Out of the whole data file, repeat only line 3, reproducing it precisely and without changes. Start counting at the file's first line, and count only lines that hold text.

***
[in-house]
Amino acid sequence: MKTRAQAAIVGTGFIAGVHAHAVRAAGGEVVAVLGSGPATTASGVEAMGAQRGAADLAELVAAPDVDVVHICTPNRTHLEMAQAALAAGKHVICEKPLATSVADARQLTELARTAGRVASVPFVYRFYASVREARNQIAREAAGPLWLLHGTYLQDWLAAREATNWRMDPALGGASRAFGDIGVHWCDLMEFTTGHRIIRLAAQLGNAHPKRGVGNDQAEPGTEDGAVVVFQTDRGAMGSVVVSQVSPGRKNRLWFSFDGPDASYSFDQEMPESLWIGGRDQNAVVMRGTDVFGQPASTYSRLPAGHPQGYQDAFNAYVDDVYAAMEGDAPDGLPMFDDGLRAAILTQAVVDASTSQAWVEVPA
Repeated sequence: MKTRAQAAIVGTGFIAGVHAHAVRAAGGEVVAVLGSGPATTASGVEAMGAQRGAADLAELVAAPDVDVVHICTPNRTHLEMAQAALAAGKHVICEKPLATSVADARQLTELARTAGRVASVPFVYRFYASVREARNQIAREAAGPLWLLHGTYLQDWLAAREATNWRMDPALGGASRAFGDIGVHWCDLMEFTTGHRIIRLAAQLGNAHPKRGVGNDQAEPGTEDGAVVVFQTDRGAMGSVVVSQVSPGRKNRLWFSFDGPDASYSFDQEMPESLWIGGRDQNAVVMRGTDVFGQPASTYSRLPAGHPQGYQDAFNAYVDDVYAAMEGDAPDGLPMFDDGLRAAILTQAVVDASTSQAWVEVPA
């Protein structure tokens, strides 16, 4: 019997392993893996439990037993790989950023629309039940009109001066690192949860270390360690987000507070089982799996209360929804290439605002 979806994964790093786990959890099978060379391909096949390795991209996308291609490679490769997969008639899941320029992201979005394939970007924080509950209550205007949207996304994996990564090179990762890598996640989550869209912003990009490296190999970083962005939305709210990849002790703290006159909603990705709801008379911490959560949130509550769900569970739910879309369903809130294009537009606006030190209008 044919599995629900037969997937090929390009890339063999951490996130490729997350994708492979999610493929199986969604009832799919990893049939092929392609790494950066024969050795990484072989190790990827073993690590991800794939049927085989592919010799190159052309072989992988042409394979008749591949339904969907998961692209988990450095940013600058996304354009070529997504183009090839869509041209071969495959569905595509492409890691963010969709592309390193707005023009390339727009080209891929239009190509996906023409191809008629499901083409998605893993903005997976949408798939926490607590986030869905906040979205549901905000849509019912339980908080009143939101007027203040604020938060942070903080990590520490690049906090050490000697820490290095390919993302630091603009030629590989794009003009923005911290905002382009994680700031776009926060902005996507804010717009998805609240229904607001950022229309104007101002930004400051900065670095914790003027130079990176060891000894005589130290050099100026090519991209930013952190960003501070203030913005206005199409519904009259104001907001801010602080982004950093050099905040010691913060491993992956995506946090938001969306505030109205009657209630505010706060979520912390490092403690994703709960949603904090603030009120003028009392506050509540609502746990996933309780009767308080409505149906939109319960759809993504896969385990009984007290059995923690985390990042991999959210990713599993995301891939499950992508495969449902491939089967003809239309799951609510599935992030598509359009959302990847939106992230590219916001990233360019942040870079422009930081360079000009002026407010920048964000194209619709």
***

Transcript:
Repeated sequence: MKTRAQAAIVGTGFIAGVHAHAVRAAGGEVVAVLGSGPATTASGVEAMGAQRGAADLAELVAAPDVDVVHICTPNRTHLEMAQAALAAGKHVICEKPLATSVADARQLTELARTAGRVASVPFVYRFYASVREARNQIAREAAGPLWLLHGTYLQDWLAAREATNWRMDPALGGASRAFGDIGVHWCDLMEFTTGHRIIRLAAQLGNAHPKRGVGNDQAEPGTEDGAVVVFQTDRGAMGSVVVSQVSPGRKNRLWFSFDGPDASYSFDQEMPESLWIGGRDQNAVVMRGTDVFGQPASTYSRLPAGHPQGYQDAFNAYVDDVYAAMEGDAPDGLPMFDDGLRAAILTQAVVDASTSQAWVEVPA